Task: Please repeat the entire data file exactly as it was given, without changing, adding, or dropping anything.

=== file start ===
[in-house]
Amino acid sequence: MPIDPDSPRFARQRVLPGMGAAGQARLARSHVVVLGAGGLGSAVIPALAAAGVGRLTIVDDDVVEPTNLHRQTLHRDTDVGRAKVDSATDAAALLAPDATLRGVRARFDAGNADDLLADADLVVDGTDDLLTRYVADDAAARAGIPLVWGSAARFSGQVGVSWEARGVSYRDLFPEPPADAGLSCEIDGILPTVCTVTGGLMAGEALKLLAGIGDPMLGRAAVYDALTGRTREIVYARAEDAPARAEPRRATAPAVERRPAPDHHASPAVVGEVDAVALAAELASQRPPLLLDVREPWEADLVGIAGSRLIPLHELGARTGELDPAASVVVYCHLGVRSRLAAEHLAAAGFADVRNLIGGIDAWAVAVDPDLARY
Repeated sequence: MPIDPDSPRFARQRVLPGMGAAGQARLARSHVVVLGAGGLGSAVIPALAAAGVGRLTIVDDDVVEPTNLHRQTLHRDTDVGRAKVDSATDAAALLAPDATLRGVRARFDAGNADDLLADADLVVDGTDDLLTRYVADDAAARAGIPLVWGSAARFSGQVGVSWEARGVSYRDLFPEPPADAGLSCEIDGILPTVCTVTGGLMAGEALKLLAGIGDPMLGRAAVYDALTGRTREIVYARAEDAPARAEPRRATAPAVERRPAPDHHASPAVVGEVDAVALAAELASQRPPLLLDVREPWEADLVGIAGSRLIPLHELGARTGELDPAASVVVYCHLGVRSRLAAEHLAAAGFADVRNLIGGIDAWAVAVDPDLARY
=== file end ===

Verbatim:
[in-house]
Amino acid sequence: MPIDPDSPRFARQRVLPGMGAAGQARLARSHVVVLGAGGLGSAVIPALAAAGVGRLTIVDDDVVEPTNLHRQTLHRDTDVGRAKVDSATDAAALLAPDATLRGVRARFDAGNADDLLADADLVVDGTDDLLTRYVADDAAARAGIPLVWGSAARFSGQVGVSWEARGVSYRDLFPEPPADAGLSCEIDGILPTVCTVTGGLMAGEALKLLAGIGDPMLGRAAVYDALTGRTREIVYARAEDAPARAEPRRATAPAVERRPAPDHHASPAVVGEVDAVALAAELASQRPPLLLDVREPWEADLVGIAGSRLIPLHELGARTGELDPAASVVVYCHLGVRSRLAAEHLAAAGFADVRNLIGGIDAWAVAVDPDLARY
Repeated sequence: MPIDPDSPRFARQRVLPGMGAAGQARLARSHVVVLGAGGLGSAVIPALAAAGVGRLTIVDDDVVEPTNLHRQTLHRDTDVGRAKVDSATDAAALLAPDATLRGVRARFDAGNADDLLADADLVVDGTDDLLTRYVADDAAARAGIPLVWGSAARFSGQVGVSWEARGVSYRDLFPEPPADAGLSCEIDGILPTVCTVTGGLMAGEALKLLAGIGDPMLGRAAVYDALTGRTREIVYARAEDAPARAEPRRATAPAVERRPAPDHHASPAVVGEVDAVALAAELASQRPPLLLDVREPWEADLVGIAGSRLIPLHELGARTGELDPAASVVVYCHLGVRSRLAAEHLAAAGFADVRNLIGGIDAWAVAVDPDLARY